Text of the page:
The rain marched across the curling brown grass, splattering dust around the makeshift bases we had constructed. The distant asphalt parking lot steamed as the cool water struck the hot pavement, momentary wisps of thin gas lingering like whispered delight.
Our baseball game interrupted, we retreated to the shelter of the sedan that brought us, four boys who couldn’t wait for summer and who now realized they really didn’t have much to do. We sat quietly at first, rain spattering the windshield, distorting our view of the world.
We had graduated from high school that spring, the halls of Elgin High no longer large enough to contain our ambition. Propelled by the thirst for excitement and a vague, unidentifiable angst, we would soon leave for college and the lives our destinies dictated. High school seemed so distant, so jejune, so confining.
The leavening prospect of unchallenged freedom profoundly elated and secretly frightened us. Eager to engage in an enterprise requiring cunning and daring, we nurtured clear ideas of the stunning achievements we would author. We would be fiercely independent, true to our principles, unbowed by the crushing pressure to conform. We were unassimilated into the faceless society that enveloped those around us, as of yet unaware that even those with the greatest clarity of purpose are eventually subsumed by the oceanic tide of prosaic life.
The wind slapped the droplets against the car and rocked it gently, majestic oak branches swaying reluctantly in the tall and timeless
tree overhead. One of us spoke, reminding the others of the dwindling days of summer, as though so much yet needed to be accomplished. The others nodded, pensive, reluctant to betray nostalgia for the life we were so eager to leave behind.
We were headed in different directions, to places that seemed too far away to be understood and digested, to study things of which we could not now conceive. All of us ultimately changed direction at least once in the ensuing years. At least one of us was never able to use the education he received and spent his adult life doing work that largely did not require the college education he was about to pursue. The other two, with whom I
shared the insecurity of awkward youth, I never saw again after that summer. They stayed far away and made different lives for themselves than the ones we had imagined.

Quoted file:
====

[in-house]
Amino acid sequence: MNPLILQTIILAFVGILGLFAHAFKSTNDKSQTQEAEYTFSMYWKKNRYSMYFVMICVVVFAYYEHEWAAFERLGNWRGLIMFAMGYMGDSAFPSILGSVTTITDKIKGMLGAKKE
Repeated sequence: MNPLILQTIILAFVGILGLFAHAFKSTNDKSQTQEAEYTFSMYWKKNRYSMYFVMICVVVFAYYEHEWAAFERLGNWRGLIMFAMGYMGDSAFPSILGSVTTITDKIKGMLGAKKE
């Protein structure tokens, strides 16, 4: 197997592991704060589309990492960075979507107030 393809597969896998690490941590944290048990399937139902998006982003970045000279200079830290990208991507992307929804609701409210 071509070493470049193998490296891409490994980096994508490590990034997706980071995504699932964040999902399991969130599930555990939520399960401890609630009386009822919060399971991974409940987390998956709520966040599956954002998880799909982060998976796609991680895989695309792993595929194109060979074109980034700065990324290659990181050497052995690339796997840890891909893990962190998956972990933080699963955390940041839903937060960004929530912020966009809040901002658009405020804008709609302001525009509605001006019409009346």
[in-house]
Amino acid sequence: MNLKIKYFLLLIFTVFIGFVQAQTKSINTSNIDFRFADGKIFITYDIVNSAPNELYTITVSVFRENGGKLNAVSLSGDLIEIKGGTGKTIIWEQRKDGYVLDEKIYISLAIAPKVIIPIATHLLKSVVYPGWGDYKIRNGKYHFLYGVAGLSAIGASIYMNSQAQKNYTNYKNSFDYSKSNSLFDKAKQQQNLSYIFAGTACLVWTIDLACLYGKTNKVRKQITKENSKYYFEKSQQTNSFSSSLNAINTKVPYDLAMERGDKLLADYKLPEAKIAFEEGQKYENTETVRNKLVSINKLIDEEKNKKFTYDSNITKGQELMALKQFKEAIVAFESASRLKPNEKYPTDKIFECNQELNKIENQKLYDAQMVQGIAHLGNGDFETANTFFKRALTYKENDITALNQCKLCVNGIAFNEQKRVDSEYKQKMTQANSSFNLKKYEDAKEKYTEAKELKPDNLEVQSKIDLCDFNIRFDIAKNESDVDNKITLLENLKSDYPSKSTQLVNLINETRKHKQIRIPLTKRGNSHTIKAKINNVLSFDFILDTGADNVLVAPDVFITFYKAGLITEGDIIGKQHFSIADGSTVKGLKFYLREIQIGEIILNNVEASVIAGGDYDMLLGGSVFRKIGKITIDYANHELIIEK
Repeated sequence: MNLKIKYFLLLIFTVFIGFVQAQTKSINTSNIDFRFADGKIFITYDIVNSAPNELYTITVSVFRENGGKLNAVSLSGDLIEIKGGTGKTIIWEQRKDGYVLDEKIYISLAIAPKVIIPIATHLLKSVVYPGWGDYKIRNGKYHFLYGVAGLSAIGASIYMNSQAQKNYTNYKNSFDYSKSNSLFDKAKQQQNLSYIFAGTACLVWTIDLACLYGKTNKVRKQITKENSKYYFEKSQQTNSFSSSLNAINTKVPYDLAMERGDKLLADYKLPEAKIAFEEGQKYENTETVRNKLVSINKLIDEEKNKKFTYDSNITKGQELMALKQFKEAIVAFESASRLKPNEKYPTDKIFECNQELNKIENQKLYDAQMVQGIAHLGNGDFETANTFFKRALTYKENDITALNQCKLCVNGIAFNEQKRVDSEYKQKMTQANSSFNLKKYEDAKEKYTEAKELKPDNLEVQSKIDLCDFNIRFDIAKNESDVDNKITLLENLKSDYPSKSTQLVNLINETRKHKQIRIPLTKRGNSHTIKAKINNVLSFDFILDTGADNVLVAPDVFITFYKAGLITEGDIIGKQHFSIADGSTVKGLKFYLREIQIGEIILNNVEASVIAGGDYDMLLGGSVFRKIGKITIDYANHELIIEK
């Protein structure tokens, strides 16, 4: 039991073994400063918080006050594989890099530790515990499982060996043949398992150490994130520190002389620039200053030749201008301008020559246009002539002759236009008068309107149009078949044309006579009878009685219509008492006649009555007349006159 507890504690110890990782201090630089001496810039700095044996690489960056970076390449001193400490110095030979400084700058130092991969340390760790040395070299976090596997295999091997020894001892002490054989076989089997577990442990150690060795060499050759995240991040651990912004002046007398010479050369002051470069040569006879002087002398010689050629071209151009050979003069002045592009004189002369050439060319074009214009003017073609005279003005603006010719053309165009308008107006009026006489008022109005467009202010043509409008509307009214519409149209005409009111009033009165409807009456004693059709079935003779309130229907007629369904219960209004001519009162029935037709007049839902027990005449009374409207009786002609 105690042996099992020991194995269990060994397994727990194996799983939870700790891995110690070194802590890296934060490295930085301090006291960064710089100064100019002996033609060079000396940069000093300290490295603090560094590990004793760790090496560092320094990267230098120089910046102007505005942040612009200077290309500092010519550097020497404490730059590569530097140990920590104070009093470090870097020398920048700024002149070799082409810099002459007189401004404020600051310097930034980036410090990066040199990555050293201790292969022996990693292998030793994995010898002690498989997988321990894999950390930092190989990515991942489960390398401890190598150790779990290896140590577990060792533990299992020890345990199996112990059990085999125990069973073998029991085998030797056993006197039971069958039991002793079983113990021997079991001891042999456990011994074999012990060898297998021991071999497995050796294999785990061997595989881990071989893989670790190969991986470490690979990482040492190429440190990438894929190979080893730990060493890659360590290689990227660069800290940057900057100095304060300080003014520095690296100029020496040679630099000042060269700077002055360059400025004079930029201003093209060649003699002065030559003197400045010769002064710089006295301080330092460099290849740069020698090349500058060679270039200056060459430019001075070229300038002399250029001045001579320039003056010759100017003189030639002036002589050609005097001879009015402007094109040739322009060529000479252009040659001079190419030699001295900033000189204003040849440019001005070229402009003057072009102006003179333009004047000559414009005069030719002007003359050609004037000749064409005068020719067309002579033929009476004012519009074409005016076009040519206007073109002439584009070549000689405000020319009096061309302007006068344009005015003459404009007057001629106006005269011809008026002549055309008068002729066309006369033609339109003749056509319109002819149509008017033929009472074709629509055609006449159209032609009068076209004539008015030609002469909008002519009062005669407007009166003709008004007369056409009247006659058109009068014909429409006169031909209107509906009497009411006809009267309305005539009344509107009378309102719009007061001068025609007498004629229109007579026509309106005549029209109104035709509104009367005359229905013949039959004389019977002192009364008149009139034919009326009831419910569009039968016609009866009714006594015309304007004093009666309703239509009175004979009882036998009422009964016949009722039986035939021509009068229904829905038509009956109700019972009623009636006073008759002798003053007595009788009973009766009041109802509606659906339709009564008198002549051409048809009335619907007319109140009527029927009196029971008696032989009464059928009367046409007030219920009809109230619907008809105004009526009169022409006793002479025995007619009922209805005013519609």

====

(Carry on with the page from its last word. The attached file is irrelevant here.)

I was never able to ask them if they relentlessly, unwaveringly pursued the life we were sure of achieving that day in the rain-soaked car; or did they simply settle, discovering the comforting safety of the center and forsaking the remote fringes where the sweet fruit hangs maddeningly out of reach?
We could not have known on that July day 43 years ago that we were sharing our last moments as boys, the final intimacy that only high school friends can share. We trusted each other like we would never trust again. We believed we would always stay in touch, always share these private moments, always pursue dreams that exceeded our grasp, if only in the lee of each other’s company.
The rain slowed and ceased as abruptly as it began. The clouds parted and the sun poked through, warming the grass and drying the small puddles that formed on the bases. We had a reprieve. The day would be salvaged. Baseball would be played and for a few more days at least, the life we then knew and the one just out of sight would remain in delicate balance, a parallel existence, unsoiled but fleeting. We would always love the world no matter what it did to us. We did not yet have any regrets.
We would return home over the years, only to realize that what we missed was not the city, but our childhood, and moments just like these.
I want to speak to those four boys and tell them that the world is not a kind place and that the dreams they harbor on this day are as substantive as the wisps of steam from the rain-splattered asphalt. I want to tell them that their lives will turn out so much differently than they could now conceive.
But who am I to take that away from them?